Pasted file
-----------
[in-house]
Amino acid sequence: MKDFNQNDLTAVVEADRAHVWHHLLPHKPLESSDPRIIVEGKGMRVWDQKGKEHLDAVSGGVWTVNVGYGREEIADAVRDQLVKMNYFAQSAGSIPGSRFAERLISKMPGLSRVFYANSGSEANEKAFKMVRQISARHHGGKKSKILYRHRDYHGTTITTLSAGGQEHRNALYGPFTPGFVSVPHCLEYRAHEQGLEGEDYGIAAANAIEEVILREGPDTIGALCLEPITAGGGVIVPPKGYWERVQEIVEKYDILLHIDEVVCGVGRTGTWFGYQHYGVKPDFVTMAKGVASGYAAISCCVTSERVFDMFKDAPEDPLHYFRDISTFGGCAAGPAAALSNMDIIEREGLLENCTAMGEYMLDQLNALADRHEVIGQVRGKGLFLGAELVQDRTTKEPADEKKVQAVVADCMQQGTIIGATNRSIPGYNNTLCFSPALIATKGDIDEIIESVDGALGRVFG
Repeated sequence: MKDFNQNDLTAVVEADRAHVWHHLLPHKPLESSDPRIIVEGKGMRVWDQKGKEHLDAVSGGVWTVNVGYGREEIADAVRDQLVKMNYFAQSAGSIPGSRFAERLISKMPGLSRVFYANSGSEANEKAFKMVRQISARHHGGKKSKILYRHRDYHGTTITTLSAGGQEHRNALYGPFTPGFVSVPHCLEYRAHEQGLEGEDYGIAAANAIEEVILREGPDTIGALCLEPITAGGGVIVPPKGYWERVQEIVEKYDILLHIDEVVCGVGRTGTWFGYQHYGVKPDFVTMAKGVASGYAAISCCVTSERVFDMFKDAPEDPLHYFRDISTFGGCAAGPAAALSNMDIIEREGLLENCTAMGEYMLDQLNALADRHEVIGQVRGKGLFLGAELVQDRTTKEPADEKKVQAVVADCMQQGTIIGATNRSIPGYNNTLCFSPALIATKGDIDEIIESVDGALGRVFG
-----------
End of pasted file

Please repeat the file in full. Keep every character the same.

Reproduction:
[in-house]
Amino acid sequence: MKDFNQNDLTAVVEADRAHVWHHLLPHKPLESSDPRIIVEGKGMRVWDQKGKEHLDAVSGGVWTVNVGYGREEIADAVRDQLVKMNYFAQSAGSIPGSRFAERLISKMPGLSRVFYANSGSEANEKAFKMVRQISARHHGGKKSKILYRHRDYHGTTITTLSAGGQEHRNALYGPFTPGFVSVPHCLEYRAHEQGLEGEDYGIAAANAIEEVILREGPDTIGALCLEPITAGGGVIVPPKGYWERVQEIVEKYDILLHIDEVVCGVGRTGTWFGYQHYGVKPDFVTMAKGVASGYAAISCCVTSERVFDMFKDAPEDPLHYFRDISTFGGCAAGPAAALSNMDIIEREGLLENCTAMGEYMLDQLNALADRHEVIGQVRGKGLFLGAELVQDRTTKEPADEKKVQAVVADCMQQGTIIGATNRSIPGYNNTLCFSPALIATKGDIDEIIESVDGALGRVFG
Repeated sequence: MKDFNQNDLTAVVEADRAHVWHHLLPHKPLESSDPRIIVEGKGMRVWDQKGKEHLDAVSGGVWTVNVGYGREEIADAVRDQLVKMNYFAQSAGSIPGSRFAERLISKMPGLSRVFYANSGSEANEKAFKMVRQISARHHGGKKSKILYRHRDYHGTTITTLSAGGQEHRNALYGPFTPGFVSVPHCLEYRAHEQGLEGEDYGIAAANAIEEVILREGPDTIGALCLEPITAGGGVIVPPKGYWERVQEIVEKYDILLHIDEVVCGVGRTGTWFGYQHYGVKPDFVTMAKGVASGYAAISCCVTSERVFDMFKDAPEDPLHYFRDISTFGGCAAGPAAALSNMDIIEREGLLENCTAMGEYMLDQLNALADRHEVIGQVRGKGLFLGAELVQDRTTKEPADEKKVQAVVADCMQQGTIIGATNRSIPGYNNTLCFSPALIATKGDIDEIIESVDGALGRVFG